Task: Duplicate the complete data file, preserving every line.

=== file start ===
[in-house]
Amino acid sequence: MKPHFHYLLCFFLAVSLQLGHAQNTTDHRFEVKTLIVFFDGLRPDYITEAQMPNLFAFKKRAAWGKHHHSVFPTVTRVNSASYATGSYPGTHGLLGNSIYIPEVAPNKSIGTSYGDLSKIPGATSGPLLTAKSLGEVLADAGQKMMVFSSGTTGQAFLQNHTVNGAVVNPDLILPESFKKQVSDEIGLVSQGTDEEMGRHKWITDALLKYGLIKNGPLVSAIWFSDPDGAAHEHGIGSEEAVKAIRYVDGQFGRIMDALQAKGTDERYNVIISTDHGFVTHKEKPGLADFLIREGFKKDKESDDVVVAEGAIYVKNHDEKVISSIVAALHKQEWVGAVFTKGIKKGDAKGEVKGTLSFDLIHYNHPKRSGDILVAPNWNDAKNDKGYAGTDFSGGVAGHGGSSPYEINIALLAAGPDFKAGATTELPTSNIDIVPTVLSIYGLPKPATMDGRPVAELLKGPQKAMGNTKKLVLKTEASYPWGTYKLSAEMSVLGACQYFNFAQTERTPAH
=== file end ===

[in-house]
Amino acid sequence: MKPHFHYLLCFFLAVSLQLGHAQNTTDHRFEVKTLIVFFDGLRPDYITEAQMPNLFAFKKRAAWGKHHHSVFPTVTRVNSASYATGSYPGTHGLLGNSIYIPEVAPNKSIGTSYGDLSKIPGATSGPLLTAKSLGEVLADAGQKMMVFSSGTTGQAFLQNHTVNGAVVNPDLILPESFKKQVSDEIGLVSQGTDEEMGRHKWITDALLKYGLIKNGPLVSAIWFSDPDGAAHEHGIGSEEAVKAIRYVDGQFGRIMDALQAKGTDERYNVIISTDHGFVTHKEKPGLADFLIREGFKKDKESDDVVVAEGAIYVKNHDEKVISSIVAALHKQEWVGAVFTKGIKKGDAKGEVKGTLSFDLIHYNHPKRSGDILVAPNWNDAKNDKGYAGTDFSGGVAGHGGSSPYEINIALLAAGPDFKAGATTELPTSNIDIVPTVLSIYGLPKPATMDGRPVAELLKGPQKAMGNTKKLVLKTEASYPWGTYKLSAEMSVLGACQYFNFAQTERTPAH